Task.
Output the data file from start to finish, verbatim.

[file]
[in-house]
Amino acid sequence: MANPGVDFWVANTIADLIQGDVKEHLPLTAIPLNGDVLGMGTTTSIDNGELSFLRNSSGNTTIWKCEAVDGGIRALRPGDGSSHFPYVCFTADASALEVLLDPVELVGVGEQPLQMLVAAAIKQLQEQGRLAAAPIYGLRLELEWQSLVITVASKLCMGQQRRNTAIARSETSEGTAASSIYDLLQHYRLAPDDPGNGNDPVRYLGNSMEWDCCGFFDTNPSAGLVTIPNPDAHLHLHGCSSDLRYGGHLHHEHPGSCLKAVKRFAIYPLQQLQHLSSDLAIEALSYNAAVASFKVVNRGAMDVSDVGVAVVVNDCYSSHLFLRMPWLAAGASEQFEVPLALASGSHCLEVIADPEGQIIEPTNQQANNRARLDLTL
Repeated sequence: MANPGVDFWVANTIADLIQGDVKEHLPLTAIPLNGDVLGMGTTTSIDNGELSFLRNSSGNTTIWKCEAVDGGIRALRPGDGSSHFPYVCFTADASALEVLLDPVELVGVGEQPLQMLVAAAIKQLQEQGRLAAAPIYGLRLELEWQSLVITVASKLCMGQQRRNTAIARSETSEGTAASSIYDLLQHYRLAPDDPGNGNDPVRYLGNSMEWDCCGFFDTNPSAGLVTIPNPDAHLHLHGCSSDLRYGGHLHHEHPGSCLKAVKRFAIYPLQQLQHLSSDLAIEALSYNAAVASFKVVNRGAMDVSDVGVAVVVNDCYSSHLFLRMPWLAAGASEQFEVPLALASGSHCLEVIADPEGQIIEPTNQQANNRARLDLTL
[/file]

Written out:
[in-house]
Amino acid sequence: MANPGVDFWVANTIADLIQGDVKEHLPLTAIPLNGDVLGMGTTTSIDNGELSFLRNSSGNTTIWKCEAVDGGIRALRPGDGSSHFPYVCFTADASALEVLLDPVELVGVGEQPLQMLVAAAIKQLQEQGRLAAAPIYGLRLELEWQSLVITVASKLCMGQQRRNTAIARSETSEGTAASSIYDLLQHYRLAPDDPGNGNDPVRYLGNSMEWDCCGFFDTNPSAGLVTIPNPDAHLHLHGCSSDLRYGGHLHHEHPGSCLKAVKRFAIYPLQQLQHLSSDLAIEALSYNAAVASFKVVNRGAMDVSDVGVAVVVNDCYSSHLFLRMPWLAAGASEQFEVPLALASGSHCLEVIADPEGQIIEPTNQQANNRARLDLTL
Repeated sequence: MANPGVDFWVANTIADLIQGDVKEHLPLTAIPLNGDVLGMGTTTSIDNGELSFLRNSSGNTTIWKCEAVDGGIRALRPGDGSSHFPYVCFTADASALEVLLDPVELVGVGEQPLQMLVAAAIKQLQEQGRLAAAPIYGLRLELEWQSLVITVASKLCMGQQRRNTAIARSETSEGTAASSIYDLLQHYRLAPDDPGNGNDPVRYLGNSMEWDCCGFFDTNPSAGLVTIPNPDAHLHLHGCSSDLRYGGHLHHEHPGSCLKAVKRFAIYPLQQLQHLSSDLAIEALSYNAAVASFKVVNRGAMDVSDVGVAVVVNDCYSSHLFLRMPWLAAGASEQFEVPLALASGSHCLEVIADPEGQIIEPTNQQANNRARLDLTL